Encyclopedia Astronautica
Astrobee



wastrobf.jpg
Astrobee F
Credit: via Andreas Parsch
American sounding rocket. Aerojet-designed family of sounding rockets conceived as a lower-cost replacement of the liquid-propellant Aerobee.

From Aerojet - The Creative Company, 1995:

…by 1969 it appeared that there was a substantial need for small and extremely low cost sounding rockets, and enough experience had been gained that a dual thrust motor would be attractive. As a result the NASA Office of Aeronautics and Space Technology (NASA-OAST) funded the development of such a motor and vehicle. The resulting Astrobee D motor (and complete vehicle of the same name) was 6" in diameter and had a thrust in the boost phase of about 3600 lbf, and 2000 lbf in the sustainer mode. Sixty five were produced, and 49 were flown, with one failure.

While this program was in process, NASA Goddard Space Flight Center authorized a much larger version (15" diameter) having thrust levels of 38,000 lbf boost and 8,000 lbf sustain, which was designated the Astrobee F. The first firing test in December 1970 resulted in meeting the desired propulsion parameters, including a duration of 50 seconds. However the nozzle suffered asymmetric erosion that removed one quadrant of the insulation. The second test resulted in chamber burnout close to this same location, and it took two more iterations to achieve a successful design. The Astrobee F was designed specifically to approximate the very mild flight environment of the Aerobee in terms of wind sensitivity, dynamic pressure, aerodynamic heating and stability margin - and it met these goals. Flight tests were successful, and 48 units were flown, but again suffered one failure of the rocket motor.

Although Space General Corporation fielded several other vehicles designated as Astrobees, none of these used any dual thrust Aerojet solid propellant motors. These included Astrobee 200, 250, and 1500.

Astrobee is a family of sounding rockets that is in the tradition of the Aerobee family. The Astrobee rocket uses a solid propellant second stage where the Aerobee has a liquid one. Astrobees are a family of four, ranging from the tiny 10 ft long Astrobee D to the 48 ft high Astrobee Super Chief II and III. The name Chief was selected by the Navy in the same tradition as the Army Corporal and Sergeant rockets. The middle range Astrobee F is comparable in performance to Aerobee 170. But the Astrobee 1500 has about three to four times the altitude capability of the largest Aerobee - the 350. The Super Chief III Astrobee has up to 60% more payload than the Aerobee 350. The largest Astrobees are 31 in. diameter compared to the 15 in. and 22 in. diameters of the Aerobees. This 31 in. diameter is quite large for a sounding rocket and quite respectable for any rocket when considering that the small ICBM is 46 in. diameter and Minuteman III is 52 inches. The largest Astrobee is also nearly 10% longer than the Trident II SLBM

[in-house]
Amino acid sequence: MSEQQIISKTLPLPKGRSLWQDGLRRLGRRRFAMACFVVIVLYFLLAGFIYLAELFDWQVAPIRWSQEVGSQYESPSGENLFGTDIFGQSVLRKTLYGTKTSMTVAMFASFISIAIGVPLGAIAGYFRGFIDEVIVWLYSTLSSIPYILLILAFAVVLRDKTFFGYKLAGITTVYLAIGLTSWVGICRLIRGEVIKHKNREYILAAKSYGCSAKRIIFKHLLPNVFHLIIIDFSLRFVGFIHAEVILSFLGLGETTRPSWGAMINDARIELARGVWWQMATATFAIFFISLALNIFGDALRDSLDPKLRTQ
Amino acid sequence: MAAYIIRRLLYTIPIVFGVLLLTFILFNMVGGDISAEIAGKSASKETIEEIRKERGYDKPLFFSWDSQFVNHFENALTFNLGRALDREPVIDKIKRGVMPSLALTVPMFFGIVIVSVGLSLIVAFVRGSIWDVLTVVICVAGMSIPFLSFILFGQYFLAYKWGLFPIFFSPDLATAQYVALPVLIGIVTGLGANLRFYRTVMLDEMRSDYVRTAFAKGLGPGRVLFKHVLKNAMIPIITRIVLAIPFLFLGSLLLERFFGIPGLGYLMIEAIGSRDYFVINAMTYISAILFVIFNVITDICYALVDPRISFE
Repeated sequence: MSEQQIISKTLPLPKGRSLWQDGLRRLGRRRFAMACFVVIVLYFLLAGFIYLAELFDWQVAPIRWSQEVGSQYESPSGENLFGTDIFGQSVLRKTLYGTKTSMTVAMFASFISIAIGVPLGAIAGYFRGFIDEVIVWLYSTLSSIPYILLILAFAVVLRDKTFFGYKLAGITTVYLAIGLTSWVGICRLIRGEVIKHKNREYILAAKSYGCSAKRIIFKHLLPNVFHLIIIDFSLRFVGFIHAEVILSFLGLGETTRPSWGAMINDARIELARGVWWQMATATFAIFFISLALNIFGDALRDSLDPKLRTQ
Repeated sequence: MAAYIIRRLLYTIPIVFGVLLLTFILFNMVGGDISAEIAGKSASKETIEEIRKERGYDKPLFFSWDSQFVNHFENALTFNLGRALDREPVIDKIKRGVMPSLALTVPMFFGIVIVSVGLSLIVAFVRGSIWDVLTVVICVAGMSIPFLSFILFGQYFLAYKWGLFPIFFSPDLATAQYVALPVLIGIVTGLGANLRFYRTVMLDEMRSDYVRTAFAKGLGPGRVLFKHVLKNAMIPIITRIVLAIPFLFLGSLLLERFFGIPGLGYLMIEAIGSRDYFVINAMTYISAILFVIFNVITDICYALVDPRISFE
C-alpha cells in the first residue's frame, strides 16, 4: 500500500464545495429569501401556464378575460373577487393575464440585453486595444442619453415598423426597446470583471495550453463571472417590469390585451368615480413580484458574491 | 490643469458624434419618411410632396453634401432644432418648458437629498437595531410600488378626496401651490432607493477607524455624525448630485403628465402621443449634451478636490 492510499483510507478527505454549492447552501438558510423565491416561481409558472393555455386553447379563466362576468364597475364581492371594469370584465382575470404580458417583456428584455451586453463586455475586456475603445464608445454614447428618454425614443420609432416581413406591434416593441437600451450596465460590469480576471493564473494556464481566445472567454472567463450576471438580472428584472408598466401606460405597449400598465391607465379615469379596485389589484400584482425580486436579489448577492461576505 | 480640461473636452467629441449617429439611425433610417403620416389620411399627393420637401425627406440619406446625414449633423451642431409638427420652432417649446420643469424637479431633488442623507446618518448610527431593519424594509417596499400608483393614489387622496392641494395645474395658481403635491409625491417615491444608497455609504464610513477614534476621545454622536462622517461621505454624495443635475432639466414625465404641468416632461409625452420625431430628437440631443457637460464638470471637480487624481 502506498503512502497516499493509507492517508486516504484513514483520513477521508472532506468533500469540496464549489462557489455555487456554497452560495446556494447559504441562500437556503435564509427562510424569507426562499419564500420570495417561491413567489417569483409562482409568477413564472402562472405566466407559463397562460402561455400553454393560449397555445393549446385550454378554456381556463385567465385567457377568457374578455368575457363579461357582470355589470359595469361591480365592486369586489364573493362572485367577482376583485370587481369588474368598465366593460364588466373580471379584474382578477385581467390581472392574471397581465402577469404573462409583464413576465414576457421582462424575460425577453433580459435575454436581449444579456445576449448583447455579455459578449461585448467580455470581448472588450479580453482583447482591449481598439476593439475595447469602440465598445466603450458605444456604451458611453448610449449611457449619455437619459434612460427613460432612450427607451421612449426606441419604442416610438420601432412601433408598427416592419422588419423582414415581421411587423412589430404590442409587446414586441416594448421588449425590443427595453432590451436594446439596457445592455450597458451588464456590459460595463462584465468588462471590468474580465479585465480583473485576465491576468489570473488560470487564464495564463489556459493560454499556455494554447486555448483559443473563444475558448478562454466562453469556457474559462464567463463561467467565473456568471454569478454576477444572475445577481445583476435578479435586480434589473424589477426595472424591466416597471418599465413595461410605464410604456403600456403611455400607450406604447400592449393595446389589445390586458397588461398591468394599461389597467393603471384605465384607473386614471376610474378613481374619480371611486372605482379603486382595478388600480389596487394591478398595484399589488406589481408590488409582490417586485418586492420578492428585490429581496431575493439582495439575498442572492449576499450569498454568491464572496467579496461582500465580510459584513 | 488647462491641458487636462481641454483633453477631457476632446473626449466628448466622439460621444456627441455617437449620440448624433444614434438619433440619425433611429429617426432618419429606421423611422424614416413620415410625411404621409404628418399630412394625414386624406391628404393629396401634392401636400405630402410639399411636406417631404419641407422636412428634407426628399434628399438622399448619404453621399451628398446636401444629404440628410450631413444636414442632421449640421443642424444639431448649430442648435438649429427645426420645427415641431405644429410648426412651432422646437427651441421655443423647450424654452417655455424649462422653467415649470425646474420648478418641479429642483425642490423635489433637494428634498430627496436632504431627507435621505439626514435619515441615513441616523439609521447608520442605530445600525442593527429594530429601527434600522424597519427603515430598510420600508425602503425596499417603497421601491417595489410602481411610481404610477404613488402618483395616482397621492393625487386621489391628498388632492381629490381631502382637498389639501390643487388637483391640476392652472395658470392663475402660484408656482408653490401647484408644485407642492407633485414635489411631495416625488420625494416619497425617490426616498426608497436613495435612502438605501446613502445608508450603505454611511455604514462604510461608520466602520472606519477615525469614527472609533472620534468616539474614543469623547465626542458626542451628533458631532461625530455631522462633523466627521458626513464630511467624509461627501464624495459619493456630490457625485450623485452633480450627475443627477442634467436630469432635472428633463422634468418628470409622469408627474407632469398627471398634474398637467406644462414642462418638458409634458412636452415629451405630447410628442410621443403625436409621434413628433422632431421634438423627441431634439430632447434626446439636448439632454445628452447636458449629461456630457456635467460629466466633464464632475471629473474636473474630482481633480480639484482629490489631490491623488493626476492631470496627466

The D, F and 1500 models use an aerodynamic fin-stabilized first stage and a spin-stabilized second stage. Both stages of the Super Chief are fm-stabilized. Most motors are built by Aerojet and include Aerojet Jr., ALCOR, and Astrobee motors. They mostly use Hydroxyl Terminated Polybutadiene (HTPB) for the required environmental characteristics and the ability to produce the slender designs peculiar to sounding rocket sustainer motors. It also gives high Isp at the very low propellant burning rates needed for these motors. Dual thrust was designed into the motors to limit the wind dispersion by use of high initial acceleration without auxiliary boosters. The sustainer thrust is about one-fourth the booster thrust to limit aerodynamic loading to Aerobee levels. The Astrobee Super Chief used a Talos booster motor with over 115,000 lbf average thrust on the first stage. Either a Sergeant or Castor motor were used on the second stage with burn durations of up to 40 seconds. The Astrobees would sometimes compete with the more expensive but longer duration and earth-circling satellites. The Astrobee 1500 could generally go higher than most satellites and certainly cost less. Practical size payloads could be lifted to 700 to 1,600 miles altitude.

Astrobee design stressed reliability and low cost. Reed Jenkins remembers, "They had elegant simplicity. The motor was only four parts, including a one-piece nozzle. We had to keep the cost down and it was a constant battle." Launch configurations were oriented to low cost and also quick turnaround. The limit of two stages allowed units to be readily trailered. Assembly was made at ground level like the Aerobees and the launcher would erect the vehicle to the vertical launch position. The Super Chief needed very substantial launchers, yet there were several to choose from, including one adapted from a ship's 5 inch gun turret mount, the Athena launcher and the AML-20K launcher.

The flight logs maintained by Al Olson show there were 309 successful Astrobee flights of 314 post-development flights yielding a reliability of 98.4%. This is an enviable record for any multi-stage rocket launch vehicle.

Failures: 11. Success Rate: 90.68%. First Fail Date: 1960-03-22. Last Fail Date: 1979-01-28. Launch data is: complete.

Status: Retired 1983.
First Launch: 1960.03.22.
Last Launch: 1983.03.02.
Number: 118 .

More... - Chronology...


Associated Countries
See also
  • Astrobee Aerojet-designed family of sounding rockets conceived as a lower-cost replacement of the liquid-propellant Aerobee. More...

Associated Manufacturers and Agencies
  • Aerojet American manufacturer of rockets, spacecraft, and rocket engines. Aerojet, Sacramento, CA, USA. More...

Bibliography
  • McDowell, Jonathan, Jonathan's Space Home Page (launch records), Harvard University, 1997-present. Web Address when accessed: here.

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